DEC 09, 2021 1:00 PM PST

Quantum Spin Liquid Observed for the First Time Via Simulator

WRITTEN BY: Hannah Daniel

A new paper published in Science says that researchers at Harvard University have observed quantum spin liquids through a programmable quantum simulator.

Quantum spin liquids are nothing like the liquids we know. They exhibit characteristics similar to magnets, but there are significant differences: in regular magnets, when the temperature drops below a certain threshold, the electrons in the magnet form a solid that has magnetic properties. In a quantum spin liquid, the electrons do not create a solid under the same properties and are constantly in flux, similar to a liquid. One researcher describes it as “one of the most entangled quantum states ever conceived.”

Topology is the study of the fundamental properties of objects. Topological properties are features of an object that don’t change when an object changes shape, only when an object is torn or put together in new places. Topological properties don’t just apply to large objects: topological properties are observed in the quantum realm as well, allowing for some stability in the uncertain quantum realm.

Topological quantum phases matter exhibit topological order. To simulate a quantum spin liquid, researchers introduced a third electron to the two electrons already present in magnets (with one up and one down spin). Usually, the two opposing spins of the electrons stabilize each other, but the third electron tips balance, creating a frustrated magnet.

Researchers used a quantum computer simulator to produce their own frustrated lattice of atoms. After the particles were entangled, researchers measured the strings that connected the atoms. These are called topological strings, and they are indicators of quantum correlations. Observing these connections between the atoms in the lattice confirmed that they had simulated a quantum spin liquid. The quantum simulation allows researchers to manipulate the state of matter and study its properties, which has never been done before.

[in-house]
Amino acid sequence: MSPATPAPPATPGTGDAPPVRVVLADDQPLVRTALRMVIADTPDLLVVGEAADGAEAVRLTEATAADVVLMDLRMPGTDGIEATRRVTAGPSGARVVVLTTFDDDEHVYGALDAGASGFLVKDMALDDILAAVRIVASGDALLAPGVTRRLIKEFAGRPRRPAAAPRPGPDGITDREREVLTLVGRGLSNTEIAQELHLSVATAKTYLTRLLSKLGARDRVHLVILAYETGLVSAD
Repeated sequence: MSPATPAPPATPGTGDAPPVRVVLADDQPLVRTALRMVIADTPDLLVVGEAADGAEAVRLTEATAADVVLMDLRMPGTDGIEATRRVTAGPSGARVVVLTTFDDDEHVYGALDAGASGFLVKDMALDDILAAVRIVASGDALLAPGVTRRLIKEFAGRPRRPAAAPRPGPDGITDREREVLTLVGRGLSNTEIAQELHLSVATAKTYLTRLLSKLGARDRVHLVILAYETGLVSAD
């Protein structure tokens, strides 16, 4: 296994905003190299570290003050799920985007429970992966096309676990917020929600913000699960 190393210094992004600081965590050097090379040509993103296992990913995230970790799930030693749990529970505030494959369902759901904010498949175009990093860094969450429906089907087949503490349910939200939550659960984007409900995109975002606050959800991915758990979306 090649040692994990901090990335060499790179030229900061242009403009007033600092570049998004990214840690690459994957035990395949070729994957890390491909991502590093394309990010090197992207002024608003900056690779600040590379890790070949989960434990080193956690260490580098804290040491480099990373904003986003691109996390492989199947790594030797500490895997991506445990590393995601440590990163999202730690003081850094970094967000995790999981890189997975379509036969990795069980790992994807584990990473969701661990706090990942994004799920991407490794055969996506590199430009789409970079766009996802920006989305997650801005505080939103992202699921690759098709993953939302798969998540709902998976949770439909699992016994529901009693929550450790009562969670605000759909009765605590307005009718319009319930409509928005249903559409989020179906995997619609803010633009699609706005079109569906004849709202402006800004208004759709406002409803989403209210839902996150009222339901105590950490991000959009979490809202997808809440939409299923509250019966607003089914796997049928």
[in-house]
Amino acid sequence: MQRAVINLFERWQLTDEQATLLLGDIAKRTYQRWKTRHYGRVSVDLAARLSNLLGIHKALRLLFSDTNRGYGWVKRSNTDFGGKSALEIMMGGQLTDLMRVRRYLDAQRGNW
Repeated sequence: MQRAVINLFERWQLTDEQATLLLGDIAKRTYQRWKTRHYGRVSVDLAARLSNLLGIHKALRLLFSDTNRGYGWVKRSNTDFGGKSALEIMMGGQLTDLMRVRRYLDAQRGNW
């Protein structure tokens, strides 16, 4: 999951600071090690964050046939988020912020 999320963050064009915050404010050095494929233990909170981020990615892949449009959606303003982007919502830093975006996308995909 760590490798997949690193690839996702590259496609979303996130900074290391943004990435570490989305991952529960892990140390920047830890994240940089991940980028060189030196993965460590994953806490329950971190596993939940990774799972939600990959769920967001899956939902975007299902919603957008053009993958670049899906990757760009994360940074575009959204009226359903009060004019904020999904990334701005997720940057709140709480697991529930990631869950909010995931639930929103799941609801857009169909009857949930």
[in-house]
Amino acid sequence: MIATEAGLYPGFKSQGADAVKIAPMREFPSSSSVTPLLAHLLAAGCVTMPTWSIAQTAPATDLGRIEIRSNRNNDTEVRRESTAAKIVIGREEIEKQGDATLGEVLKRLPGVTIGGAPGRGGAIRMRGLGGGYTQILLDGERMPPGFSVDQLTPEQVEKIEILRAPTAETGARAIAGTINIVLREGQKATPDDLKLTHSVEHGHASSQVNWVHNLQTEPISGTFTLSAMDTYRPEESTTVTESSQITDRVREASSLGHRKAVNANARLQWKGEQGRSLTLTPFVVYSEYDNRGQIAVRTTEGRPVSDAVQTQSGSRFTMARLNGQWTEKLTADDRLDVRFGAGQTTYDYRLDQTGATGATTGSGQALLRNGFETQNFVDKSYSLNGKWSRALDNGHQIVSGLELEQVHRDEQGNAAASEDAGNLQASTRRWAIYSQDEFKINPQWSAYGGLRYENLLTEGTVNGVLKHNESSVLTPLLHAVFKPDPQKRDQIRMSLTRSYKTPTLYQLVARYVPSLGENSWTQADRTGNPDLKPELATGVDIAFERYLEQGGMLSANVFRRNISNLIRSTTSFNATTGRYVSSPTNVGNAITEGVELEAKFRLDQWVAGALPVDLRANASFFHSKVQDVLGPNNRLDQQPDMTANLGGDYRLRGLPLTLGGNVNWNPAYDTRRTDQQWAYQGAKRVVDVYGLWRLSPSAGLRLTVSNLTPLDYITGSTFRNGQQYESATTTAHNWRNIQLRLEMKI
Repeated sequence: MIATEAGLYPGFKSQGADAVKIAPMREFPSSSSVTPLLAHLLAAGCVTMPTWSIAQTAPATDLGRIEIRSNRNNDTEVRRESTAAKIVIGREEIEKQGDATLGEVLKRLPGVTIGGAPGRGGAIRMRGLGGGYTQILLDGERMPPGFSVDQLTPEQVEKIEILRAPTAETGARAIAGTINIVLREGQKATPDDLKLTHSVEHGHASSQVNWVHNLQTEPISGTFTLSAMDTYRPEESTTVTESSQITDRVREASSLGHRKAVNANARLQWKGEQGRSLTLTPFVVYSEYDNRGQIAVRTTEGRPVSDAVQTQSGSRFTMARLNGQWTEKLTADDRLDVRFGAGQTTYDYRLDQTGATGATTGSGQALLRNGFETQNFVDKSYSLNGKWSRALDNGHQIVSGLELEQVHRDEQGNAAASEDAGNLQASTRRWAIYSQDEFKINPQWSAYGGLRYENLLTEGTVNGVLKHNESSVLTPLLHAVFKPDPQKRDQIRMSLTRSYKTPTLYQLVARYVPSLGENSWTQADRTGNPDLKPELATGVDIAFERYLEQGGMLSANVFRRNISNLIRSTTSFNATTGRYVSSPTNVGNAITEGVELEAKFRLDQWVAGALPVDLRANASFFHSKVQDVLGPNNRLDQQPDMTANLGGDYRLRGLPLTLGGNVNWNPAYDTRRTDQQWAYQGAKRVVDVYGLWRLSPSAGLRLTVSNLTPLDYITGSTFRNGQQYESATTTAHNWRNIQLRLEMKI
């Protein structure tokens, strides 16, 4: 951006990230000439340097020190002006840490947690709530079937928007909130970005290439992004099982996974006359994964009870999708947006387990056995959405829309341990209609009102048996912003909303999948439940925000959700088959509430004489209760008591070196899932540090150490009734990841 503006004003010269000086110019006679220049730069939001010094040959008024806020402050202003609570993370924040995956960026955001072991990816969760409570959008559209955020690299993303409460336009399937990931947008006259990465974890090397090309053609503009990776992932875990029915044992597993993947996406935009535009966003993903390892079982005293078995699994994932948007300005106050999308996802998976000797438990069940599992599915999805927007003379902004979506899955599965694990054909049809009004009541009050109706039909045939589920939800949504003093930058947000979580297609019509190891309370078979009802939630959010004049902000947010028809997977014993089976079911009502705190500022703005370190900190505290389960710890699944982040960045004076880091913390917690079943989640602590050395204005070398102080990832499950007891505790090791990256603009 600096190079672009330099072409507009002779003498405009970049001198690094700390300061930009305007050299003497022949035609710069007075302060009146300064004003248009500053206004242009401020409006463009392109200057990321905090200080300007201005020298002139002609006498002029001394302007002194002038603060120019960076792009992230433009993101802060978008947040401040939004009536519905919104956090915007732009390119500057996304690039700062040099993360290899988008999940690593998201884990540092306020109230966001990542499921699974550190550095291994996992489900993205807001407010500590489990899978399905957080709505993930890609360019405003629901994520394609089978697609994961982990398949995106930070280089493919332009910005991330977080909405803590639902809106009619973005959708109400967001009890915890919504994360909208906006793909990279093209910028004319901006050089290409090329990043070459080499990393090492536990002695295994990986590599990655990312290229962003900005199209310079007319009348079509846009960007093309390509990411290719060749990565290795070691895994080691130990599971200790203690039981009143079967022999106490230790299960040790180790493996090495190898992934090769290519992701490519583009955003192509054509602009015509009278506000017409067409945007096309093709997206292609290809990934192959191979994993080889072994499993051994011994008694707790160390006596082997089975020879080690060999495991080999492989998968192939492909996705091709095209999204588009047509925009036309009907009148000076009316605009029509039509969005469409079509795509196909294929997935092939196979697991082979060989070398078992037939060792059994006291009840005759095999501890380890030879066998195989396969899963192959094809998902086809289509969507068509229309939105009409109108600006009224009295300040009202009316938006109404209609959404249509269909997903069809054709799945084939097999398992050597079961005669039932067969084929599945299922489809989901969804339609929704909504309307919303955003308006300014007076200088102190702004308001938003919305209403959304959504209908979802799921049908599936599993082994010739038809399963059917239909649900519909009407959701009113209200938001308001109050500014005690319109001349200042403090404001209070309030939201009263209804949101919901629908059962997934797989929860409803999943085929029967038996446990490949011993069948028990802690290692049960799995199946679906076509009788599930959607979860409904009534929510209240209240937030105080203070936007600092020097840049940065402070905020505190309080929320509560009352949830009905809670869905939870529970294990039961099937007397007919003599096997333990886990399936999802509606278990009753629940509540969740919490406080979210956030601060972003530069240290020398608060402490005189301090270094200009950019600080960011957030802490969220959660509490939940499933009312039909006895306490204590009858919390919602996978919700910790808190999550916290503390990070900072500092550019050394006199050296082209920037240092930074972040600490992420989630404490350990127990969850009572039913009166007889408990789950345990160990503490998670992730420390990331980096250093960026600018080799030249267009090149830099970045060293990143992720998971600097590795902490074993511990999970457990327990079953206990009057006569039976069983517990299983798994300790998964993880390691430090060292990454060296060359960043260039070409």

Quantum spin liquids are important in the advancement of quantum computers. Quantum computers are made from quantum bits (qubits), and quantum spin liquids could help develop qubits more resistant to outside noise and interference. A more stable quantum computer will work for longer periods without errors— a challenge researchers have been trying to correct for ages.

In the meantime, many facets of quantum spin liquids still need to be studied. This experiment was a proof-of-concept test, but physicists are excited to learn more about topological quantum matter and explore how it can be used to create quantum bits. The future of quantum computing grows closer every day.

Sources: Science, SciNews, ScienceAlert

About the Author
Bachelor's (BA/BS/Other)
Hannah Daniel (she/they) is a recent graduate of Carnegie Mellon University, where she received a Bachelor of Science in Biology with an additional minor in Creative Writing. Currently, she works as a reporter for Informa Intelligence's Medtech Insight publication, a business newsletter detailing the latest innovations and regulations in the medical device industry.
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